I say let developers decide the value of their work. Those who want to do it for free, carry on unaffected, but those who need to charge something for their work, please can the Arduino team provide information of use to market research activity. Both routes lead to enhancing Arduino in my humble opinion.

The information desired is a breakdown of production quota out of the Italian factory and to where these boards were sent to by country, year on year. We don't need to know who the resellers are or the quota they individually received - everything can remain anonymous. Protect the information via non-disclosure agreement to be controlled about it.

pwillard

#17
Jul 03, 2010, 04:48 pm Last Edit: Jul 03, 2010, 04:51 pm by pwillard Reason: 1
Here is my opinion (Solderflux, like you, I am making assumptions):

The Arduino project is the result of the merging other already existing open source ideas/projects. (Wiring and Processing)  The original WIRING board that influenced the Arduino's design was much more expensive and Arduino grew out of the desire to have a simpler,  more affordable hardware solution.

It was made easier by the fact that the GUI design existed (WIRING) and the back-end open source compiler existed, AVR GCC.

Assuming that there was a huge development cost... like those involved in creating a solution fro the ground up... might be a bit of a stretch.  I'm not discounting what the team has done...   I'm just saying that it was the re-usability of existing open source projects that made Arduino easier to develop.

As for CAD... I believe that the board size is below the limitations of the low-cost/free EAGLE CAD software so maybe an expensive CAD solution was not considered part of development cost.

Jeff K

Quote
The information desired is a breakdown of production quota out of the Italian factory


If this information is available, it may not be as useful as you think.  No one knows how many hundreds of boards are being shipped from China.  There are also plenty of distributors who do not sell an "official" Arduino.  They could be printing the boards themselves or getting boards from China.  There could be 2x - 10x more Arduino clones being produced by third parties.

But in the end, the more information you can get the better.  If the Arduino team has this information to release it will be helpful.  It may not be enough to woe over some investors, but it should tell you if you can support your development costs.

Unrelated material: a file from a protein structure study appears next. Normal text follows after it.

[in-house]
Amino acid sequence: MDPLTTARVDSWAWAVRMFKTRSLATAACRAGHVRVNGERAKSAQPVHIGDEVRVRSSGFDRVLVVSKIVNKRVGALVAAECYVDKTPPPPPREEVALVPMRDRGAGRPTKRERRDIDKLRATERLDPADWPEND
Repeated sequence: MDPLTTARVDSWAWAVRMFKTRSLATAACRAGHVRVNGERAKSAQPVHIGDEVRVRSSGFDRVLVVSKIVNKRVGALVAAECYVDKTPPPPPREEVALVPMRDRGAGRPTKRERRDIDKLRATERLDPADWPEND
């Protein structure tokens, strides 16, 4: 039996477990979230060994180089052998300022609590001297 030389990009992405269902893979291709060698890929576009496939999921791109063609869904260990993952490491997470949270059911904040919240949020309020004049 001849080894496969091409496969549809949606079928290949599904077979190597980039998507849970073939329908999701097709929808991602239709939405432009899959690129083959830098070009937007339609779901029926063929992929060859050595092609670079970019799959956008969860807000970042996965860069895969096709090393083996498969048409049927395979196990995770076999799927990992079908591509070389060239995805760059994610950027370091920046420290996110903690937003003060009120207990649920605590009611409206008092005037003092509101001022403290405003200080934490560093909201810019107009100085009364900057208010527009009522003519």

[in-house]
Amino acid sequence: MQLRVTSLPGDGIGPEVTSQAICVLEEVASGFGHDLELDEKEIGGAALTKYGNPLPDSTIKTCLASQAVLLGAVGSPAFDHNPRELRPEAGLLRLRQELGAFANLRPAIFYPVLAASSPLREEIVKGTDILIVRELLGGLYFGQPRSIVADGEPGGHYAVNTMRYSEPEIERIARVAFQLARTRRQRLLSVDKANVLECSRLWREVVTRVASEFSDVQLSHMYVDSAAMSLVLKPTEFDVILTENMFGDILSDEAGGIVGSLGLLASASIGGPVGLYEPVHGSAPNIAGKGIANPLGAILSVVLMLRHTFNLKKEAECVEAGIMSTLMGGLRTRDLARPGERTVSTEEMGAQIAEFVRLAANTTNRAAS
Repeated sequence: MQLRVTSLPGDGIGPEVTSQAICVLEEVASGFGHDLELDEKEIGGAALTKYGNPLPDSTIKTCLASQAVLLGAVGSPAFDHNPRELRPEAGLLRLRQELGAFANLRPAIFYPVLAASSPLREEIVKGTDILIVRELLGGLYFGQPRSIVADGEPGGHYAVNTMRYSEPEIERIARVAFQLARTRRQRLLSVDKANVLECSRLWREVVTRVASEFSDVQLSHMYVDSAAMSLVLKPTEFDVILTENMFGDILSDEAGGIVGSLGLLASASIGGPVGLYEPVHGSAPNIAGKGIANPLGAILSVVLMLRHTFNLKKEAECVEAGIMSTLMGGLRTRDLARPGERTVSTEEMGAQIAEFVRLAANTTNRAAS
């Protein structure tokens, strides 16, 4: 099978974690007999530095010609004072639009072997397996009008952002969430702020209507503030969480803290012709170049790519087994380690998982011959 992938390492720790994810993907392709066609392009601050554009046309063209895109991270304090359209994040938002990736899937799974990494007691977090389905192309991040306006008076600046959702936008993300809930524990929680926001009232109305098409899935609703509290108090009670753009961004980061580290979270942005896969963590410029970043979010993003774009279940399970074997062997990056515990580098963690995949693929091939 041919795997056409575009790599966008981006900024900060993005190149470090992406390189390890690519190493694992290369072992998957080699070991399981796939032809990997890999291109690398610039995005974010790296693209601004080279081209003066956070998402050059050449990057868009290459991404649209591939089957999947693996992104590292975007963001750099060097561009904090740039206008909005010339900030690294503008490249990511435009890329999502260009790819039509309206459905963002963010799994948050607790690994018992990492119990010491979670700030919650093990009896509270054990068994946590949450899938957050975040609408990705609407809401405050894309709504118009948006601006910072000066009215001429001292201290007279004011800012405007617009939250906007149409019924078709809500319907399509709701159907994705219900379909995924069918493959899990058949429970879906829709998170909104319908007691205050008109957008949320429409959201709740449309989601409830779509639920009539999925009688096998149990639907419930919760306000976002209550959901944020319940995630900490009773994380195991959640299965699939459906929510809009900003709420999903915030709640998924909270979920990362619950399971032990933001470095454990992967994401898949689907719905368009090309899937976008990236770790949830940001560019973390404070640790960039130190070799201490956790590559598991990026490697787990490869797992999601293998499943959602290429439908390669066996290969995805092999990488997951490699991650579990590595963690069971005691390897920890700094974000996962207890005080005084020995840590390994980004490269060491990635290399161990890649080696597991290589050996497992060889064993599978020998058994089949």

BTW- I have tried contacting the Arduino team in the past for information on obtaining/licensing and selling "Official" Arduinos.  They never responded back to me.  If they don't have the time to do that, chances are they don't have time to respond about market research.
Jeff K - JKDevices.com - home of the MegaMini

Imahilus

Quote
Opensource hardware has a real cost to the original developer

This is a poor assumption imo, despite everybodies claim that it costs nothing to duplicate the bits in the program, compared to hardware stuff.. software takes just as much time, if not more, to create. Time is money, and especially in the world outside of opensource software.. expect to pay for absolutely everything (OS, editor, e-mail, libraries, online services, etc. etc.). Why is it easy to ignore the nights you spend coding, and not the couple of cents for that diode?


That aside (since it has little meaning to the actual topic, just wanted to share that bit), you raise an interesting point in regards to proffessionals.
The arduino platform isn't intended for proffessional use (as in, to end up in the final product), but, it can be a fantastic (simple) prototyping tool.. which it is being sold as.
The proffessional makes a prototype with the arduino, and if it is well received by the financers, develops his or her own print with the atmel chip, and sells that...
And that is the key difference, suddenly it isn't an arduino anymore!
This also means it is suddenly an entirely different market, suddenly you are selling to the 'ignorant masses', instead of people who are interested if not specialised in the area of hardware.